To begin, let’s just think about a knot with a single singular crossing. I’ll write K_\pm for the two resolutions, T for the tangle outside of the singular crossing, and X_\pm for a single positive and negative crossing. We can replace Cone(Kh(K_+) \xrightarrow{W} Kh(K_-)) with Cone(Kh(T) \otimes Kh(X_+) \xrightarrow{id \otimes W} Kh(T) \otimes Kh(X_-)), and then write this as Kh(T) \otimes Cone(Kh(X_+) \xrightarrow{W} Kh(X_-)). Throughout, the tensor product symbol is really the planar algebra operation: “tensor these two complexes together, combining the objects in the appropriate planar way”. (See §A.4 of http://tqft.net/functoriality, for example, if this is unfamiliar.) This gives us another way of thinking about the construction for singular knots. Instead of having a cube of Khovanov homologies of regular knots, we can imagine it as a modifying the usual prescription for Khovanov homology: in addition to “write down this cone for a positive crossing, that cone for a negative crossing, and tensor everything together”, we add the instruction “write down this cone, Cone(Kh(X_+) \xrightarrow{W} Kh(X_-) (it’s an iterated cone, because Kh(X_\pm) is itself a cone) for every singular crossing”, and still just tensor everything together.

Hopefully this makes it clear that being able to simplify the cone over the wall-crossing morphism is interesting, and useful if you actually wanted to do computations.

We’re almost there now! I just need to show you how to simplify that cone (it’s easy, pretty much the canonical example of finding a simpler up-to-homotopy representative), and then perhaps explain why the foam model for su(n) Khovanov homology says that everything keeps working exactly the same way for arbitrary n.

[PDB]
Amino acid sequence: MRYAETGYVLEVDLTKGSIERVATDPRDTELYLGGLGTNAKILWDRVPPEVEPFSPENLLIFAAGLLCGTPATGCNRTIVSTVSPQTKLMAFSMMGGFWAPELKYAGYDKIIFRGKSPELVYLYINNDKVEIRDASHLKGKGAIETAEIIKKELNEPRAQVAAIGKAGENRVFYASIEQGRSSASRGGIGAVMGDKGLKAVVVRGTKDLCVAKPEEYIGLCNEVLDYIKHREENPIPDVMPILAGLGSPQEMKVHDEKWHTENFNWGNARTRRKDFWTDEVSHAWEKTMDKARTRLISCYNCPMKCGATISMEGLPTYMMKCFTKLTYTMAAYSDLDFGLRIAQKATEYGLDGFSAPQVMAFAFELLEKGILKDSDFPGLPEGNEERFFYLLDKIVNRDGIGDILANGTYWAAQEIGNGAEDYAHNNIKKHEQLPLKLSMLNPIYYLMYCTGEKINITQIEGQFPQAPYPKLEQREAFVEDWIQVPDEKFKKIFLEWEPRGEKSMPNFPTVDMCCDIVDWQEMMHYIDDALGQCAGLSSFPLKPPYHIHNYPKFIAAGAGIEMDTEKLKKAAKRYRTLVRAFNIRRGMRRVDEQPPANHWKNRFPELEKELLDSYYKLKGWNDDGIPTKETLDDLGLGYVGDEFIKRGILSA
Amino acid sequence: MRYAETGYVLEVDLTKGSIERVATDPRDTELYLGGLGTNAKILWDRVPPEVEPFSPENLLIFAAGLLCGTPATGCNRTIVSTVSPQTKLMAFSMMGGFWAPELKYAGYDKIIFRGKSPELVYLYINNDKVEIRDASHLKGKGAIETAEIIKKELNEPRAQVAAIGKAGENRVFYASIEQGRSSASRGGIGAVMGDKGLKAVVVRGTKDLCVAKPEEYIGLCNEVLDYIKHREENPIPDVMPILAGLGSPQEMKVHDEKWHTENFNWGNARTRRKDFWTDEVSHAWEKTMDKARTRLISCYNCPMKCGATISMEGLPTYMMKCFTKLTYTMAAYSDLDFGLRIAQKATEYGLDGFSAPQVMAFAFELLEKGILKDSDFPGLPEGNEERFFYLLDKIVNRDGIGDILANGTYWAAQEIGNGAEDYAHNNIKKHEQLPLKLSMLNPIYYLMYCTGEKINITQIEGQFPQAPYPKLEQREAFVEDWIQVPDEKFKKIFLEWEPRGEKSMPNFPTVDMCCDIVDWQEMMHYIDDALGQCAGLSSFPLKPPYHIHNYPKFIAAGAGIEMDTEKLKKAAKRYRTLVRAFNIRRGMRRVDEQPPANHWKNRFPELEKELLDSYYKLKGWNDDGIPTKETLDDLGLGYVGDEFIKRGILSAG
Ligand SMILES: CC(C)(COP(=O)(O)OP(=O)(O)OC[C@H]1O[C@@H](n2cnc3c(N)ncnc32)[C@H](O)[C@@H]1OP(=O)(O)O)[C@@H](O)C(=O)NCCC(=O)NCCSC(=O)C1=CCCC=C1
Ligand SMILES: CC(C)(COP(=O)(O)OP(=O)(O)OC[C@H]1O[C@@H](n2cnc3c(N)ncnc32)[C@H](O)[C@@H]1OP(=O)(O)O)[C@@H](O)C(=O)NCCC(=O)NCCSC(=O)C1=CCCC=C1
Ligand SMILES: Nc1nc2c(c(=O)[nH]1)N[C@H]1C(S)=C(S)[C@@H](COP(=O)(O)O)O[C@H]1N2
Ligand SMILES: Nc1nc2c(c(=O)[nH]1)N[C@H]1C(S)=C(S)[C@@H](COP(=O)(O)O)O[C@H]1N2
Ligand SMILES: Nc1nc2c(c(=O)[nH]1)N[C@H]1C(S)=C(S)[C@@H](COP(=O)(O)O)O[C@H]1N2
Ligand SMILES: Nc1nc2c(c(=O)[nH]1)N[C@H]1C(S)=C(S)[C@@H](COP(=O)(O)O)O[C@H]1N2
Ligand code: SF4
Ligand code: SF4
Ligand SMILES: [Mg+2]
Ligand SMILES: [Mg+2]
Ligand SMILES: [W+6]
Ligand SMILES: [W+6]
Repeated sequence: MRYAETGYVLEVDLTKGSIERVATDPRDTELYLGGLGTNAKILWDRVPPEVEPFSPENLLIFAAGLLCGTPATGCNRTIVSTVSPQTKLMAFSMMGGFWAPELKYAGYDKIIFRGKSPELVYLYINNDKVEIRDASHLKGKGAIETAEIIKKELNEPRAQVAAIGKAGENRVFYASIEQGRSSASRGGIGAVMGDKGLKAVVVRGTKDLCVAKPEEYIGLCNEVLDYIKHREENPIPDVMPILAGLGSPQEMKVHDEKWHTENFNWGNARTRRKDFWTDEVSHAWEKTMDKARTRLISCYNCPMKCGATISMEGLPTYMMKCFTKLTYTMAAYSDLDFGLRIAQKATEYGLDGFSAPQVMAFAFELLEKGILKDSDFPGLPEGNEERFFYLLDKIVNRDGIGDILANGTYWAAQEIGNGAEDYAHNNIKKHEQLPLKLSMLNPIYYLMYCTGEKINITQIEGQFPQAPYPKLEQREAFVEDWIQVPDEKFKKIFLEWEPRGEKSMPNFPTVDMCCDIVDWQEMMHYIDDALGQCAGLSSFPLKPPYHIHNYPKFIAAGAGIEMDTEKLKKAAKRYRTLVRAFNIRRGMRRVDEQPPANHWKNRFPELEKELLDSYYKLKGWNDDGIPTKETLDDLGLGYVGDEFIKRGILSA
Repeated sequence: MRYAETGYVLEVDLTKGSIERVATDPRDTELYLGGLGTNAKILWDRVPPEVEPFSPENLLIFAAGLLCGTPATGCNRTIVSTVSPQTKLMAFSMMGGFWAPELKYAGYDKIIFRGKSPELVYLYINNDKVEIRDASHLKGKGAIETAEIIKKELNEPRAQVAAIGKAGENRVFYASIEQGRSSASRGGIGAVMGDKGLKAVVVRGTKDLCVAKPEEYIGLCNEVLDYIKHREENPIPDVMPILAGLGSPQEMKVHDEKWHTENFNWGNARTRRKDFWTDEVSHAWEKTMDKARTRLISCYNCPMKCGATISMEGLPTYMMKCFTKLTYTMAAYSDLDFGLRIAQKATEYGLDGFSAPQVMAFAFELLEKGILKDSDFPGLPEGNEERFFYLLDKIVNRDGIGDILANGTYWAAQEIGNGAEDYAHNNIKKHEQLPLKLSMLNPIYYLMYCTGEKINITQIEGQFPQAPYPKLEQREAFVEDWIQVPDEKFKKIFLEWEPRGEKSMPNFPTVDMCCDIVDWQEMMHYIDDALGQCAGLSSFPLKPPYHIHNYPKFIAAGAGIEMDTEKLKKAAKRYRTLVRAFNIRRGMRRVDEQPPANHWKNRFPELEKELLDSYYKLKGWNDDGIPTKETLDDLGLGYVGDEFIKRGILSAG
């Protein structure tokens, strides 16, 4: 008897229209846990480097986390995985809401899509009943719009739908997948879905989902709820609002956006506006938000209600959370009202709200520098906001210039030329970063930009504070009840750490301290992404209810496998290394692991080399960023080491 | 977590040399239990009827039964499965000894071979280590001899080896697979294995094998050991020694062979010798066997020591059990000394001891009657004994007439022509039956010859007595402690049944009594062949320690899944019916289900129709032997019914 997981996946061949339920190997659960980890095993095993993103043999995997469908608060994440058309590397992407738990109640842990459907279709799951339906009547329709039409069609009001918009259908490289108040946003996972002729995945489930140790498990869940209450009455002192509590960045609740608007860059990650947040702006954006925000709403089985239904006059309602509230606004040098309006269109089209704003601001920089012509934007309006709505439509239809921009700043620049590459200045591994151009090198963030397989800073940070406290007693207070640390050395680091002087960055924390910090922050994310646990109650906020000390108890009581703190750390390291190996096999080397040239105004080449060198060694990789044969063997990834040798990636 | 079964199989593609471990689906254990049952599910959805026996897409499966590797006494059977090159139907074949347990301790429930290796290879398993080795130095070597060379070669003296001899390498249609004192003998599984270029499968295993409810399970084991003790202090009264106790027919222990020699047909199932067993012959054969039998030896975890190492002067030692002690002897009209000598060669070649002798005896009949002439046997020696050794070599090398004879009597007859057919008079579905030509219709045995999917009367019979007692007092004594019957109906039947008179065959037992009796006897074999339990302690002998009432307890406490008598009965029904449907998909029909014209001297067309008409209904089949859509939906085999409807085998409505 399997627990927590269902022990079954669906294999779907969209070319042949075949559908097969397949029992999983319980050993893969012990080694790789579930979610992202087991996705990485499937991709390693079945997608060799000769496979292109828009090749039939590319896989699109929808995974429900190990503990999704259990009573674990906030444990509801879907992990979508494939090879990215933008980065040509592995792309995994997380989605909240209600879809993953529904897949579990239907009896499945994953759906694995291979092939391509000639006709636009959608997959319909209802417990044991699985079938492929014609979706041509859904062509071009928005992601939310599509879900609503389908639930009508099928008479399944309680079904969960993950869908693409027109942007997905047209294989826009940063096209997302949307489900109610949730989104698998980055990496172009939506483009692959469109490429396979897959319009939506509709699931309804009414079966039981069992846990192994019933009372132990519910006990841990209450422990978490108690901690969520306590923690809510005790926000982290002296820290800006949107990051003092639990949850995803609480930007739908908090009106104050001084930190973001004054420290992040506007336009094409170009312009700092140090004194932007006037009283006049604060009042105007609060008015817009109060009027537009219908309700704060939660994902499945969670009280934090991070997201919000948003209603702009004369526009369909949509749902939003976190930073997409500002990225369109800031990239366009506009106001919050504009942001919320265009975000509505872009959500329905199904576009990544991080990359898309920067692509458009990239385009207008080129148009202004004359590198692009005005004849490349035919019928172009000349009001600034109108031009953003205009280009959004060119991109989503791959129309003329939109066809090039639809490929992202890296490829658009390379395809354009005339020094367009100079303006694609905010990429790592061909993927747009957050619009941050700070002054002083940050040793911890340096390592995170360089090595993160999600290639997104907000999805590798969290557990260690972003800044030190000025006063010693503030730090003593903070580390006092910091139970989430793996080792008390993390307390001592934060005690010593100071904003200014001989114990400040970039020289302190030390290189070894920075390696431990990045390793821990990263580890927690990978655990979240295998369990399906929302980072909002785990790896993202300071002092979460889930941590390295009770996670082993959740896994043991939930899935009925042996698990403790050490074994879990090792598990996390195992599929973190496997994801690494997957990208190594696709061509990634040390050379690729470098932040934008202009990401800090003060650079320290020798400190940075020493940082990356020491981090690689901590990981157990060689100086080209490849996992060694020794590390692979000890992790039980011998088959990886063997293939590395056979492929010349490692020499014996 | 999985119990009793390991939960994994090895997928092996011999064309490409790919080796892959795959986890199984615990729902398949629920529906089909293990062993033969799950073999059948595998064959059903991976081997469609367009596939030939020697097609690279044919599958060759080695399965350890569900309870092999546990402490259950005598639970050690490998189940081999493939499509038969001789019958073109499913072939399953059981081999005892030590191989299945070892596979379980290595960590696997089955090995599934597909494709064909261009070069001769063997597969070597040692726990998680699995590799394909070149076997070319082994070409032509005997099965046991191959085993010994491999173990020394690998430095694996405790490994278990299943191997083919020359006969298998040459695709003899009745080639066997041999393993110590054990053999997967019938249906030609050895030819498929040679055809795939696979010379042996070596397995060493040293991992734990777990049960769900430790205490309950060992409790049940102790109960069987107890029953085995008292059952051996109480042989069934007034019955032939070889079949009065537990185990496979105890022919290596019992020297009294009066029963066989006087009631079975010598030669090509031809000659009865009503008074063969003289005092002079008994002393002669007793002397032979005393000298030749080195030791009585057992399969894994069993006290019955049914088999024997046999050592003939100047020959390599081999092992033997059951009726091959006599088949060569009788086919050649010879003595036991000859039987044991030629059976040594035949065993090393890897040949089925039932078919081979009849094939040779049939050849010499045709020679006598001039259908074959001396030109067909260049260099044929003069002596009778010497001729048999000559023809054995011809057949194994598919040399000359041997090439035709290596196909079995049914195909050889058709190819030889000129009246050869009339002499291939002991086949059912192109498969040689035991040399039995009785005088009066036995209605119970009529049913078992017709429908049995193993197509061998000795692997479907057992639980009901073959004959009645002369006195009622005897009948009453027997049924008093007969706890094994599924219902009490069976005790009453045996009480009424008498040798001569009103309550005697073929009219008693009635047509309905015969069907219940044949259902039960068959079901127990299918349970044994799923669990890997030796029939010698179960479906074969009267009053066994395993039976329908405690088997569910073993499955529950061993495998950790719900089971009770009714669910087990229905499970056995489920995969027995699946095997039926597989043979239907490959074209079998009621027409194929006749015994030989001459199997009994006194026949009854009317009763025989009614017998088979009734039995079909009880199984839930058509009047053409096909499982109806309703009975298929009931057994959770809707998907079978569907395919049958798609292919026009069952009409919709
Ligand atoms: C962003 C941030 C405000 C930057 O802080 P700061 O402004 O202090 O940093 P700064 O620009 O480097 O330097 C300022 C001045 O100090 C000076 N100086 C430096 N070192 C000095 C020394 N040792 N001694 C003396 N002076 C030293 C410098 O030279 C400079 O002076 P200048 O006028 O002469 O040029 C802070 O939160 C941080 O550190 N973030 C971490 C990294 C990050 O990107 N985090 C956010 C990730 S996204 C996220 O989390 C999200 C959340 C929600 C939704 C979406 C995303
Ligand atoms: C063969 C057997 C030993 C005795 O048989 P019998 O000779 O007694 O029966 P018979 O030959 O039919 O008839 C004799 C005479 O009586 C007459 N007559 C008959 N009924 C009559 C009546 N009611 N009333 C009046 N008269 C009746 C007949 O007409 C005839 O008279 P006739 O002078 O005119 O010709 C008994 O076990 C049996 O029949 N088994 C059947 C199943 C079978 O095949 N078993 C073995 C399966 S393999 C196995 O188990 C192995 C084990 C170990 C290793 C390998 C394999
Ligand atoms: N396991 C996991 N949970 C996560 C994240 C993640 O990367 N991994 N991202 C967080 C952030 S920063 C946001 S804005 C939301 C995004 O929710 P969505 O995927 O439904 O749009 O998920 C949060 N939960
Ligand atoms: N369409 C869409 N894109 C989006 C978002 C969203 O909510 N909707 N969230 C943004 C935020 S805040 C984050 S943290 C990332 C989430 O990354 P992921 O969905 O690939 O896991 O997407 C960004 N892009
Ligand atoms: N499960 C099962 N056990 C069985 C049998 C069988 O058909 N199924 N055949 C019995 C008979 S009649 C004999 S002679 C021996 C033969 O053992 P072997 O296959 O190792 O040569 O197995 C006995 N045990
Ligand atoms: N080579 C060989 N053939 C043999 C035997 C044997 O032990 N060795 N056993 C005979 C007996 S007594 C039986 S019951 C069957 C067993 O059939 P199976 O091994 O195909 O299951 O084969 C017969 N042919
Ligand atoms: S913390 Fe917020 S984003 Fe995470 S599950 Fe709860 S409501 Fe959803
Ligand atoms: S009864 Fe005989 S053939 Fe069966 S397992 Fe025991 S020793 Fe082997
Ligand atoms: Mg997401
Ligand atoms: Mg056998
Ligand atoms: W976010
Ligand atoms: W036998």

But it’s time for me to ride my bike home through sunny Santa Barbara, and eat some beets I bought yesterday. So perhaps more later.



5 thoughts on “A little more about wall-crossing morphisms.

  1. Yes, I will! I think Ben Webster is coming too.
    I’ll be in Faro for the duration of the conference, then in Portugal for a day or two longer to talk with Marco Mackaay (he’s organising, so there won’t be time for work during the conference). After that, I’ll visit my friends Yossi Farjoun and Rahel Wachs, somewhere in Spain (Madrid? Barcelona?), then go hang out with Dror Bar-Natan in Toronto, and then, best of all, go climb the Diamond on Long’s Peak, in Colorado! What fun. :-)

  2. Well then I hope to see the both of you there. I’m staying a day after the conference to bum around Faro for a bit, as I don’t see there being a huge amount of touring time over the weekend.

  3. Yup, I’ll be there. I’m actually going to be in Portugal from July 1 to July 10th and have no idea what I am doing other than the conference.

  4. Hmm… okay, take everything I said above with a big block of salt. Everything is fine, except for one thing, that Ben pointed out to me:

    The wall crossing morphism needn’t be the same thing as the band cobordism!

    Which sadly might make everything else I said irrelevant. Too bad, I liked it :-) What is the wall crossing morphism then? Well, I’m still not sure. Since the Hopf link has a 4-d homology theory (in the su(2) world), there are four candidate chain maps from the positive to the negative crossing. Someone should one day explain to me which of these should be thought of as the wall-crossing morphism, and why.

    I guess it’s just that only one of them is in the right q-grading to decatorify to (positive crossing) – (negative crossing). But it still looks to me like this means the band morphism above!

    Ben? Nadya?